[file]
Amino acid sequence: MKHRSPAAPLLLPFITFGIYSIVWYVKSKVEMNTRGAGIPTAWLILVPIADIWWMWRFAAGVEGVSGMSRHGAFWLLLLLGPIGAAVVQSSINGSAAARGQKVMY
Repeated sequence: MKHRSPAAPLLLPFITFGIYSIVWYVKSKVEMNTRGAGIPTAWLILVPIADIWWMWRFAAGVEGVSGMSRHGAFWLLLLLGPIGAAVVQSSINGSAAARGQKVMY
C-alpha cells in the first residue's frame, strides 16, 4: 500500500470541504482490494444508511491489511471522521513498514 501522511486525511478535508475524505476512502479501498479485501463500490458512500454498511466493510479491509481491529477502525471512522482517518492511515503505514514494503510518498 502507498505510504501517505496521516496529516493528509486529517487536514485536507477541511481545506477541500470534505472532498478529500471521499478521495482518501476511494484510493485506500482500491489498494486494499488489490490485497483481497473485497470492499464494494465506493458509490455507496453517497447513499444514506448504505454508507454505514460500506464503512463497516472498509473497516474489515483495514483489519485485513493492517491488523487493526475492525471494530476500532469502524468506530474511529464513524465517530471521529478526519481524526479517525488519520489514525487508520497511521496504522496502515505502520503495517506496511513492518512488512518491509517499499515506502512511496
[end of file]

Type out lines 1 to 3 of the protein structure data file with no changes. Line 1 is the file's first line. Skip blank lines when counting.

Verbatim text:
Amino acid sequence: MKHRSPAAPLLLPFITFGIYSIVWYVKSKVEMNTRGAGIPTAWLILVPIADIWWMWRFAAGVEGVSGMSRHGAFWLLLLLGPIGAAVVQSSINGSAAARGQKVMY
Repeated sequence: MKHRSPAAPLLLPFITFGIYSIVWYVKSKVEMNTRGAGIPTAWLILVPIADIWWMWRFAAGVEGVSGMSRHGAFWLLLLLGPIGAAVVQSSINGSAAARGQKVMY
C-alpha cells in the first residue's frame, strides 16, 4: 500500500470541504482490494444508511491489511471522521513498514 501522511486525511478535508475524505476512502479501498479485501463500490458512500454498511466493510479491509481491529477502525471512522482517518492511515503505514514494503510518498 502507498505510504501517505496521516496529516493528509486529517487536514485536507477541511481545506477541500470534505472532498478529500471521499478521495482518501476511494484510493485506500482500491489498494486494499488489490490485497483481497473485497470492499464494494465506493458509490455507496453517497447513499444514506448504505454508507454505514460500506464503512463497516472498509473497516474489515483495514483489519485485513493492517491488523487493526475492525471494530476500532469502524468506530474511529464513524465517530471521529478526519481524526479517525488519520489514525487508520497511521496504522496502515505502520503495517506496511513492518512488512518491509517499499515506502512511496